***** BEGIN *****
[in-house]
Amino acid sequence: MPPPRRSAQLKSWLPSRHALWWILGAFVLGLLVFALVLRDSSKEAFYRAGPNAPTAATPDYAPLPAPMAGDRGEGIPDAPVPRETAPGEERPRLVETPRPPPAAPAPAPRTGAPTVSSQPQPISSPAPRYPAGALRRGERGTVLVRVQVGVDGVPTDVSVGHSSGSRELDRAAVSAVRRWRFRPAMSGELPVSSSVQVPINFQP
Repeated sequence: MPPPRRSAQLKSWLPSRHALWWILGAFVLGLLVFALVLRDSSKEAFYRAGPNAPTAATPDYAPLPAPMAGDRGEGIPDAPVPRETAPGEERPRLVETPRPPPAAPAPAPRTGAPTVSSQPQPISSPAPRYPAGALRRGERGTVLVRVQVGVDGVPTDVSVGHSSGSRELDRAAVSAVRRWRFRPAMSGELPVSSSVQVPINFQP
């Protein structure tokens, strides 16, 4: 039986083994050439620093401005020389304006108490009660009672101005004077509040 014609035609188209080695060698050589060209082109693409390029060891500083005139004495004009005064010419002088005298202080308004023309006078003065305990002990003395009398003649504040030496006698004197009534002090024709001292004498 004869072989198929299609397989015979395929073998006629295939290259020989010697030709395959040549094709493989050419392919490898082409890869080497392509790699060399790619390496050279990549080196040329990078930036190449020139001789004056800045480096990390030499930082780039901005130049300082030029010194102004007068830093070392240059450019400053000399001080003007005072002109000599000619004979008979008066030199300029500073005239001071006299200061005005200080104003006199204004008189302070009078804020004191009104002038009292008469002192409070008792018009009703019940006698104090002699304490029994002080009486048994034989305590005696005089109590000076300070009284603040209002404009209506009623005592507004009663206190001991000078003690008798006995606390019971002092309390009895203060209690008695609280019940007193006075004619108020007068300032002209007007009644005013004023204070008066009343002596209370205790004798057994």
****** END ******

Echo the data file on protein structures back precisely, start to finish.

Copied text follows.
[in-house]
Amino acid sequence: MPPPRRSAQLKSWLPSRHALWWILGAFVLGLLVFALVLRDSSKEAFYRAGPNAPTAATPDYAPLPAPMAGDRGEGIPDAPVPRETAPGEERPRLVETPRPPPAAPAPAPRTGAPTVSSQPQPISSPAPRYPAGALRRGERGTVLVRVQVGVDGVPTDVSVGHSSGSRELDRAAVSAVRRWRFRPAMSGELPVSSSVQVPINFQP
Repeated sequence: MPPPRRSAQLKSWLPSRHALWWILGAFVLGLLVFALVLRDSSKEAFYRAGPNAPTAATPDYAPLPAPMAGDRGEGIPDAPVPRETAPGEERPRLVETPRPPPAAPAPAPRTGAPTVSSQPQPISSPAPRYPAGALRRGERGTVLVRVQVGVDGVPTDVSVGHSSGSRELDRAAVSAVRRWRFRPAMSGELPVSSSVQVPINFQP
């Protein structure tokens, strides 16, 4: 039986083994050439620093401005020389304006108490009660009672101005004077509040 014609035609188209080695060698050589060209082109693409390029060891500083005139004495004009005064010419002088005298202080308004023309006078003065305990002990003395009398003649504040030496006698004197009534002090024709001292004498 004869072989198929299609397989015979395929073998006629295939290259020989010697030709395959040549094709493989050419392919490898082409890869080497392509790699060399790619390496050279990549080196040329990078930036190449020139001789004056800045480096990390030499930082780039901005130049300082030029010194102004007068830093070392240059450019400053000399001080003007005072002109000599000619004979008979008066030199300029500073005239001071006299200061005005200080104003006199204004008189302070009078804020004191009104002038009292008469002192409070008792018009009703019940006698104090002699304490029994002080009486048994034989305590005696005089109590000076300070009284603040209002404009209506009623005592507004009663206190001991000078003690008798006995606390019971002092309390009895203060209690008695609280019940007193006075004619108020007068300032002209007007009644005013004023204070008066009343002596209370205790004798057994």